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Children and workers at a tent encampment near the Tornillo Port of Entry in Tornillo, Texas. Photo: Joe Raedle/Getty Images

New data obtained by the New York Times reveals that 12,800 migrant children are under federal detention as of this month — in contrast to the approximately 2,400 children in custody of May of last year — marking the highest record ever documented.

Key finding: The spike is in response to a drop in the number of children being released to stay with relatives and other sponsors, some of whom are discouraged from coming forward to sponsor children amid strict immigration enforcement, per the Times. The data collected by the Department of Health and Human Services also shows that the increase is not due to the influx of children crossing the border.

The details: The revelation comes a day after HHS said it plans to triple the size of an immigration detention camp outside El Paso to accommodate up to 3,800 migrant children by the end of this year. But Kenneth Wolfe, a spokesman for HHS, reportedly said the expansion comes as a result of the growing number of new arrivals at the border.

  • Meanwhile, the new data reveals that the placement process has slowed, per the Times. But federal officials said the vetting system is designed to safeguard the children in their care.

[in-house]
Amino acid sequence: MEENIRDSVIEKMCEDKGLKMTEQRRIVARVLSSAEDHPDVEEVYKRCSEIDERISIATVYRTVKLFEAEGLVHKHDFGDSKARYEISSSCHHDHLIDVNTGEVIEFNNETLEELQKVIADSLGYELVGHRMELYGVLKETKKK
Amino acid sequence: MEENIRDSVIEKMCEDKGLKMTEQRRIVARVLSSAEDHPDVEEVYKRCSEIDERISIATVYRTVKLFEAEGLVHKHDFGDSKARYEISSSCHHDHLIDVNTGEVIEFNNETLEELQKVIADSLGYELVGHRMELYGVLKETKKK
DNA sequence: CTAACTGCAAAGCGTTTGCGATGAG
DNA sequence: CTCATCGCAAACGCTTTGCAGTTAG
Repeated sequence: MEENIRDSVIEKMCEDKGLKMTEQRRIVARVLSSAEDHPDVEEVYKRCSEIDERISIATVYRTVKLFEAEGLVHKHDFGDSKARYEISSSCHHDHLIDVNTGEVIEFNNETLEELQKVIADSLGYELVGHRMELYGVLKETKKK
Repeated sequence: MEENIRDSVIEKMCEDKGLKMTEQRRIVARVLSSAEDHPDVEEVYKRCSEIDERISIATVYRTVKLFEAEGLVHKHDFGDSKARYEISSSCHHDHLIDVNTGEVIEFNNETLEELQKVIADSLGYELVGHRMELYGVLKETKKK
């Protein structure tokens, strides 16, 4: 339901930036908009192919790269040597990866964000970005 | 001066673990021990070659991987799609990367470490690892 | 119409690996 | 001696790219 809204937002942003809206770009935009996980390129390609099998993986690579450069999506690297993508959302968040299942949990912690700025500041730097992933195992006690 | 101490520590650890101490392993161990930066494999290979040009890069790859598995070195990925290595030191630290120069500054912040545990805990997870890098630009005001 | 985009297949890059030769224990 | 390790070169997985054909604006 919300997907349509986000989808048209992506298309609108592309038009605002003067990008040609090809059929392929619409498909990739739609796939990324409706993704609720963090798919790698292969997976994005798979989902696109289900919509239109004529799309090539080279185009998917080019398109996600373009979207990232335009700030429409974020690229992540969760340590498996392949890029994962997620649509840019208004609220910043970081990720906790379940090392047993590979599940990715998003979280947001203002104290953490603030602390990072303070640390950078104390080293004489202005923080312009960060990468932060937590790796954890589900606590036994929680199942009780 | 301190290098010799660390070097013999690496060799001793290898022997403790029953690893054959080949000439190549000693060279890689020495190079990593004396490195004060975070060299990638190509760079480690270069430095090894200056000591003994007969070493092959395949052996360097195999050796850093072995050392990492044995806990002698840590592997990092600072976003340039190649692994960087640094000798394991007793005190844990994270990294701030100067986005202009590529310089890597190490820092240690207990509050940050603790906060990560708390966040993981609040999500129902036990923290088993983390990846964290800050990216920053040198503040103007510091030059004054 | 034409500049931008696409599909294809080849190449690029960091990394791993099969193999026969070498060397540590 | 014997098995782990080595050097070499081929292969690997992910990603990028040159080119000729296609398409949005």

Go deeper

Federal Reserve expands lending program for small businesses

Federal Reserve Chairman Jerome Powell at a news conference in 2019. Photo: Eric Baradat/AFP via Getty Images

The Federal Reserve said on Friday it would again lower the minimum loan size for its pandemic-era small business program.

Details: Businesses and nonprofits will be able to borrow a minimum of $100,000 from the facility, down from $250,000 — a move that might attract smaller businesses that don't need as hefty of a loan. Since the program launched earlier this year, the minimum loan size has been reduced twice.

2 hours ago - Economy & Business

How Trump and Biden would steer the future of transportation

Illustration: Eniola Odetunde/Axios

President Donald Trump and Democratic challenger Joe Biden would likely steer automotive policy in different directions over the next four years, potentially changing the industry's road map to the future.

Why it matters: The auto industry is on the cusp of historic technological changes and the next president — as well as the next Congress — could have an extraordinary influence on how the future of transportation plays out.